Curious beginning of life than that of jellyfish. In some species, the larvae resulting from fertilization attach themselves to the seabed, clone themselves and, like trees, bud and then detach to take on the appearance of the animals we know. Like the vast majority of living beings, these animals thus freed from their nurseries grow, age and finally die.
But one type of jellyfish, the immortal jellyfish, escapes fatality. The aptly named can indefinitely reverse the process, find a juvenile form in the form of a polyp, reattach itself to a wall and thus avoid death from old age. A team of researchers, led by biologist Maria Pascual-Torner from the University of Oviedo, Spain, set off in search of its secret of youth. In an article published at the end of August in the journal Proceedings of the National Academy of Sciences (PNAS), she delivers the results of her research.
To achieve their ends, the researchers sequenced the genome of Turritopsis dohrnii and compared it to that of a close species, known in English as the “crimson jelly”, a vulgar mortal. They found that the immortal jellyfish had twice as many copies of genes associated with DNA repair and protection. Duplicates that would explain a better production of beneficial proteins. Very specific mutations would also slow down cell division and cell aging, which is notably produced by the shortening of telomeres, the end of chromosomes.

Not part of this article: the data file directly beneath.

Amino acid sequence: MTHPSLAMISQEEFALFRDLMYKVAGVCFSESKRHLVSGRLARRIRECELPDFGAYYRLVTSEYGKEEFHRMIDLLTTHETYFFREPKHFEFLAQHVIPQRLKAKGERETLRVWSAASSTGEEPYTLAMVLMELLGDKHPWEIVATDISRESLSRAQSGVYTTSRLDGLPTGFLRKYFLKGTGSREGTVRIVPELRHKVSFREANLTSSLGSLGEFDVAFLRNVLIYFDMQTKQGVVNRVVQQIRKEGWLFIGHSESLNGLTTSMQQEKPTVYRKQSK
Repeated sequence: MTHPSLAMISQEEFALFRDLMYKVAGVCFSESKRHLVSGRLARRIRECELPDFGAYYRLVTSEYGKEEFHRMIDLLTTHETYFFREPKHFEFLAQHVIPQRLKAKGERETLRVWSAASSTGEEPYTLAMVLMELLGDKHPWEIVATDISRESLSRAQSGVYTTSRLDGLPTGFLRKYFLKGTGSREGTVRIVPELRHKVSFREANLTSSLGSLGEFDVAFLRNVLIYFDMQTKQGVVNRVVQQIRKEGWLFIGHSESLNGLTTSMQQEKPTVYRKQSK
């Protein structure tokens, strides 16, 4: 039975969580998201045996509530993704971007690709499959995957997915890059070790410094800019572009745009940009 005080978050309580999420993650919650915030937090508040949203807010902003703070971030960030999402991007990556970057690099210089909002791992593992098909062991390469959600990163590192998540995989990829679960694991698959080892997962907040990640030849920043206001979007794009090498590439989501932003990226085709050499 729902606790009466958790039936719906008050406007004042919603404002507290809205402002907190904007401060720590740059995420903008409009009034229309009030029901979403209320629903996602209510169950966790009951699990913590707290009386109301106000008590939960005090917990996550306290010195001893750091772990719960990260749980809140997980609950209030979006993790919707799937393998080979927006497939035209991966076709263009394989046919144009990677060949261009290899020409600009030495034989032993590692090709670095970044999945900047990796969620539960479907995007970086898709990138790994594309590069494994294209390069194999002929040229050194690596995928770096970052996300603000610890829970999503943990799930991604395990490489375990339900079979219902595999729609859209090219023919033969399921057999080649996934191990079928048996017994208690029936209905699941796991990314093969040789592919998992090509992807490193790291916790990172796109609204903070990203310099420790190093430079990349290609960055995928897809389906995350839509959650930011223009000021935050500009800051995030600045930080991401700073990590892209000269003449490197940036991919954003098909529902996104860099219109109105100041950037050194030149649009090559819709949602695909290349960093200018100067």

A track against cancer?
When, weakened by an injury or a change of environment, the immortal jellyfish becomes a polyp again, its cells return to their primordial state, as on the first day. If it does not have the same capacity for regeneration, the crimson jellyfish, Turritopsis rubra, nevertheless has copies of the “magical” genes. She can get younger but not as often as her “cousin”.
According to the team of scientists, the genes identified could provide information on age-related diseases in humans, such as neurodegeneration or cancer. Or even inspire regenerative medicine. At the Institute of Functional Genomics at the University of Montpellier in France, work is being done, for example, on reversing the aging process of cells or destroying senescent cells responsible for the appearance of tumours. With promising results.
Immortal jellyfish are not the only ones with this power. Last June, a study published in Science explained that certain species of reptiles and amphibians do not age.